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April 29, 2011

A Ruling for the Worker?

Joe Charlebois

For those who don’t believe the tentacles of our federal government are anti-capitalistic, you need look no further than the latest National Labor Relations Board (NLRB) overreach.


According to the statement released by the NLRB, it is seeking an order to have Boeing shelve their $2 billion plant in South Carolina and create a second production facility in the state of Washington to produce the Dreamliner 787.


Boeing – which originated in Seattle – calls Chicago, IL, its corporate home and has a presence in all 50 of the United States, as well in Europe, the Middle East and Asia. Its move to build an additional production line in South Carolina should not be seen as abandonment of Washington, but rather the continued growth of an international company that is one of the United States greatest exporters.


Boeing chose to build the new state-of-the-art facility just north of Charleston to accommodate the great increase in orders for the Dreamliner.


Being an international company, Boeing could have easily chosen to build these planes overseas where it would have been welcomed with open arms. Instead, they chose South Carolina which is home to over 100 aerospace companies and is widely considered to be one the most business friendly states with a ready and skilled labor force.


South Carolina is a right-to-work state and, as such, is much less likely to experience the labor unrest that Boeing has experienced with the International Association of Machinists and Aerospace Workers in the State of Washington.


With that in mind the NLRB issued their statement that Boeing was guilty of unfair labor practices.


The April 20, 2011, news release states the Boeing has “violated federal labor law by deciding to transfer a second production line to a non-union facility in South Carolina for discriminatory reasons.”


To remedy the alleged unfair labor practices, the acting general counsel seeks an order that would require Boeing to maintain the second Dreamliner production line in the State of Washington. The complaint does not seek closure of the South Carolina facility, nor does it prohibit Boeing from assembling planes there; it just can’t produce the Dreamliner in a right-to-work state.


The fact is the second assembly plant in South Carolina will not take any positions from the existing plant in Washington. This facility was built to make sure that Boeing could deliver the premiere passenger airliner on a timely basis and keep companies such as Airbus – which benefits from government subsidized loans – from continued international dominance.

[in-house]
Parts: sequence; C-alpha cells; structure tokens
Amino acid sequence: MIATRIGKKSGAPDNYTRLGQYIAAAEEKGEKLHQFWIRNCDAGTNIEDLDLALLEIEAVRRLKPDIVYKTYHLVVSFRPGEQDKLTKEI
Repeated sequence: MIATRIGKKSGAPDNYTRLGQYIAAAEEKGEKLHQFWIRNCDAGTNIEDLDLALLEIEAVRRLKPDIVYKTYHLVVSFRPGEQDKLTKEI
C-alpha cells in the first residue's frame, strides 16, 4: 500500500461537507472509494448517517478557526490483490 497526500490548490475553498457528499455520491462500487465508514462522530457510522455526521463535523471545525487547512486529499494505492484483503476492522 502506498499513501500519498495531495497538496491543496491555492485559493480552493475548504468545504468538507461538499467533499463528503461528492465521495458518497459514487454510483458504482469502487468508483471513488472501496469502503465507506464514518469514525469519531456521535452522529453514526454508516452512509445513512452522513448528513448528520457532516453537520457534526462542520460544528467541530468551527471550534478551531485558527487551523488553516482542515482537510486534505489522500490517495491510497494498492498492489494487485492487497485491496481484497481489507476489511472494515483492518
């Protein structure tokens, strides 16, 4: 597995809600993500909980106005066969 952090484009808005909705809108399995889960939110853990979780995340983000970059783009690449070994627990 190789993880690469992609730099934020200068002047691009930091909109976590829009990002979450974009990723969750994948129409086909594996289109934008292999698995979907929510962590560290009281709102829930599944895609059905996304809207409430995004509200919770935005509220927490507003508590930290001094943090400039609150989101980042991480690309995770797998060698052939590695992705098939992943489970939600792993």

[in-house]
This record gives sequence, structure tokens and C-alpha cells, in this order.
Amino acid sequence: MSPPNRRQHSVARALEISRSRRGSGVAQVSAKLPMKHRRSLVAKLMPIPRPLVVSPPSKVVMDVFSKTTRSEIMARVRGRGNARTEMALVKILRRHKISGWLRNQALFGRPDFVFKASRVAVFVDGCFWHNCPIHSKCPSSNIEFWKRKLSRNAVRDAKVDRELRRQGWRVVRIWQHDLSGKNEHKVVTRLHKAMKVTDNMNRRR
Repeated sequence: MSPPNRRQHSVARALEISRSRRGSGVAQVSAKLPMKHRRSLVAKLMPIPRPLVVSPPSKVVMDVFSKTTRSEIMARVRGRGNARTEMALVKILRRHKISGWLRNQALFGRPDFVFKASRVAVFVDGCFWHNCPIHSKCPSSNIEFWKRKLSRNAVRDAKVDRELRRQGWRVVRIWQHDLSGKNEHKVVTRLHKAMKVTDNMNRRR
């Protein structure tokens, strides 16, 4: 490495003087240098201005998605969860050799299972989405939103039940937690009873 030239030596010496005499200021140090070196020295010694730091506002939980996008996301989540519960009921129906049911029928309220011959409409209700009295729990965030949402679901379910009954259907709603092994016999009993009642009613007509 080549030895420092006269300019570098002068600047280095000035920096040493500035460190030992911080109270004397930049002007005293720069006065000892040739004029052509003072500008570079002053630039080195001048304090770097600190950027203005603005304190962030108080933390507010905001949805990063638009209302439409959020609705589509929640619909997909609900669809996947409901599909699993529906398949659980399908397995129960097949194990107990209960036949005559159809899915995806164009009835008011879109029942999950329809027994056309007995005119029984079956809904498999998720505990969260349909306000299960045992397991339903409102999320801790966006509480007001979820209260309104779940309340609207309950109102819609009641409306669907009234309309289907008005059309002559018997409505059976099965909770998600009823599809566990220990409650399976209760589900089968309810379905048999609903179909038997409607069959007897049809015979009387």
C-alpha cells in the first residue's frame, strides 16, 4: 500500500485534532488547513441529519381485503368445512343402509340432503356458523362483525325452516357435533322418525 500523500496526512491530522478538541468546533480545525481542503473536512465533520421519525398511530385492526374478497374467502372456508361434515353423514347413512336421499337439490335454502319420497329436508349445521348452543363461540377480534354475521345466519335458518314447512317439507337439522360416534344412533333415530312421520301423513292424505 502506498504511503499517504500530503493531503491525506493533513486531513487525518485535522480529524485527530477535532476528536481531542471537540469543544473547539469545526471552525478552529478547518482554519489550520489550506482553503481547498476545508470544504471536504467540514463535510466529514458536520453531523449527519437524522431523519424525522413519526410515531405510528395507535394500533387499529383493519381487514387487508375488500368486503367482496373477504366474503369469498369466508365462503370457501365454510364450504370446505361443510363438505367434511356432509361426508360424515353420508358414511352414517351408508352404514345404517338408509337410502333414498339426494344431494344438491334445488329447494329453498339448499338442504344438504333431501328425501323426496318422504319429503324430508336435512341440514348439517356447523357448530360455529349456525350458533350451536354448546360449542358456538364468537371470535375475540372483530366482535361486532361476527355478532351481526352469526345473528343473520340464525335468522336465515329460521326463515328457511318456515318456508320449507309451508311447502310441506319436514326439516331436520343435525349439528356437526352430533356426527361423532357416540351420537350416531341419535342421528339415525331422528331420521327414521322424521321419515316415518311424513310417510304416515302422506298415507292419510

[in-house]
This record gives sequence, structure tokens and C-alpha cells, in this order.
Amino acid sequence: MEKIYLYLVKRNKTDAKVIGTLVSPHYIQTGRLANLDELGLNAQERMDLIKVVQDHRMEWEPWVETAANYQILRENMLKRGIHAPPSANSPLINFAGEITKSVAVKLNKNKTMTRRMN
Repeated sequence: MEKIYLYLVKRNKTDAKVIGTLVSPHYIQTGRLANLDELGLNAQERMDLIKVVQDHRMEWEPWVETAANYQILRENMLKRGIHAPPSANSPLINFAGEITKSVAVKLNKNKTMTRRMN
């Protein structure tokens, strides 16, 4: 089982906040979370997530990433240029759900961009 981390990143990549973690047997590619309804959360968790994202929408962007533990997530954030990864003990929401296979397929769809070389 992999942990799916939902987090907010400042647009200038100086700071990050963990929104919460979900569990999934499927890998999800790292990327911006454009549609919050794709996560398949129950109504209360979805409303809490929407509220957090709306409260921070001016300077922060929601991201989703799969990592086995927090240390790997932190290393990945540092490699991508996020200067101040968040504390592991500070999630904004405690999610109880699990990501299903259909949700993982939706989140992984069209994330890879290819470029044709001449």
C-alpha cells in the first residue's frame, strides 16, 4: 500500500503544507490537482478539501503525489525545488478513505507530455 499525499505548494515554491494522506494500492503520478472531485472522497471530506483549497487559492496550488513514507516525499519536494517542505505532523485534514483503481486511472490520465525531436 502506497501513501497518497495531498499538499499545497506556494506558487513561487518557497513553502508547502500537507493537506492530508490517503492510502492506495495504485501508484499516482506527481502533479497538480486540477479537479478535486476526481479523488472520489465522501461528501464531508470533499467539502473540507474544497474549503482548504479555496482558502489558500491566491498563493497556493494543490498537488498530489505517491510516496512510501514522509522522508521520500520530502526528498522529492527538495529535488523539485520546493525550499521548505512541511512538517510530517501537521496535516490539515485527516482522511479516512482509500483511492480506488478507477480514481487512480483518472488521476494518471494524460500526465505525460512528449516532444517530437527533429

Airbus has out delivered Boeing in each of the last eight years and is on pace to do so again. Concerns over future orders and the ability to deliver Dreamliners to waiting customers was the reason to build a second plant. Choosing to build it in South Carolina just makes financial sense. The last strike against Boeing – which lasted two months – cost Boeing $1.8 billion. It is unknown how much further business they lost in potential orders.


Despite the opinion of the NLRB that this plant is discriminatory toward union labor, no one in the Washington-based assembly plant will lose their positions. Boeing is not transferring any of their Dreamliner assembly jobs to South Carolina, but rather is adding an additional facility in what can only be seen as a financially sound business decision.


South Carolina is home to over 100 aerospace-related companies both foreign and domestic. It is home to BMW’s only North America plant. Mercedes produces the Sprinter van in South Carolina. Michelin, Bosch, Cummins, and Bridgestone America call South Carolina home. This is the new home to industry in the United States. This is where employees are paid higher than average wages without the “aid” of forced unionization.


Did Boeing build their second line of production in South Carolina to reduce costs, minimize work stoppages, and avoid the detrimental negotiating tactics of the International Association of Machinists and Aerospace Workers? Yes.


If the answer is yes, then was it discriminatory toward the workers in Washington in a way that was harmful to their livelihoods?


The short answer is “no.” It will have no financial impact on the existing employees of Boeing. What it will affect is the influx of additional mandatory dues to the International Association of Machinists and Aerospace Workers unions.


As we’ve been told by George Orwell in “Animal Farm,” some animals – workers – are more equal than others. It seems that in their latest ruling the NLRB agrees with Snowball.


[Note: According to the American Institute for Economic Research, the International Association of Machinists and Aerospace Workers Union ranked twelfth in the amount of political contributions from 1990 to 2010 with over $24 million in donations. Over 99% of those contributions went to Democrat politicians.]


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